The "non-fungible token" hype sweeping the country has invigorated an appetite for the backbone of the phenomenon.
Driving the news: Investors are pouring big money into the phenomenon's infrastructure — betting it's here to stay.
Catch up quick: The eye-popping amounts spent to own a digital version of art — or newspaper covers, trading cards, memes, you name it — verified via blockchain, have been called a side effect of the broader market frenzy.
What they're saying: The infrastructure behind NFTs "has improved tremendously in recent years. ... Protocols, applications and creators can scale fast to meet demand," says Matt Beck, director of investment at venture capital firm Digital Currency Group.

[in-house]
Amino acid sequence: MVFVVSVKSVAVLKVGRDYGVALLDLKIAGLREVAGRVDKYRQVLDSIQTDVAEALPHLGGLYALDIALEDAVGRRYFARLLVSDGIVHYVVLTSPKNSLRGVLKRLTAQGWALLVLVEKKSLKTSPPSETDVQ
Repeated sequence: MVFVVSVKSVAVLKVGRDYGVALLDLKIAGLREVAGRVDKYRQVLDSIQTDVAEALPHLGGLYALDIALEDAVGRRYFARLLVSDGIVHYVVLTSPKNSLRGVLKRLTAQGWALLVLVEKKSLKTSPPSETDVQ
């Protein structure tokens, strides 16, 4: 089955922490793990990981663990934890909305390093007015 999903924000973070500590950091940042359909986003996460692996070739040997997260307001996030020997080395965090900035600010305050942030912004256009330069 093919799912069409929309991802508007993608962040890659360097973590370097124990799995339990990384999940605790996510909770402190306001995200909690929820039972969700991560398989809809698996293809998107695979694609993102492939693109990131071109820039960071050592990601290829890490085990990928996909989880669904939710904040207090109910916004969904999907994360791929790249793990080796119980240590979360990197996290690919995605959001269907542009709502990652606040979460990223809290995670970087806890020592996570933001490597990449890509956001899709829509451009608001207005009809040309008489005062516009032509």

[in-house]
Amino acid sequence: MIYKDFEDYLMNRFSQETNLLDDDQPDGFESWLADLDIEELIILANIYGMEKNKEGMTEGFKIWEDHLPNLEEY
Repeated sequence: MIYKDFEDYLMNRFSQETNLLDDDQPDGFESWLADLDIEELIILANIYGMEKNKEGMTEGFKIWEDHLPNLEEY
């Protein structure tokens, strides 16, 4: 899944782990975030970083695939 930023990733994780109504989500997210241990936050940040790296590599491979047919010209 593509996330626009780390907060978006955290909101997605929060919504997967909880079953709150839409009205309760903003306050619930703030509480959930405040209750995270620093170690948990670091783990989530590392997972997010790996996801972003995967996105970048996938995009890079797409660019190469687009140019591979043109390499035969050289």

- "The interest in NFTs is likely to persist, even if prices were to cool off amid a wider financial downturn."
The company behind virtual trading card site NBA Top Shot said Tuesday it raised $305 million — the biggest ever funding round for an NFT-focused company. (Valuation: $2.6 billion).
- NFT marketplace SuperRare said today it raised $9 million.
- OpenSea, another platform to sell and buy NFTs, said last week it raised $23 million.
By the numbers: NFT-related startups raised $35 million last year, according to Pitchbook.
- The funding rounds listed above (by no means exhaustive) are already more than 9 times that amount — and it's only March.
The bottom line: So long as NFTs are hot, its ecosystem will be too.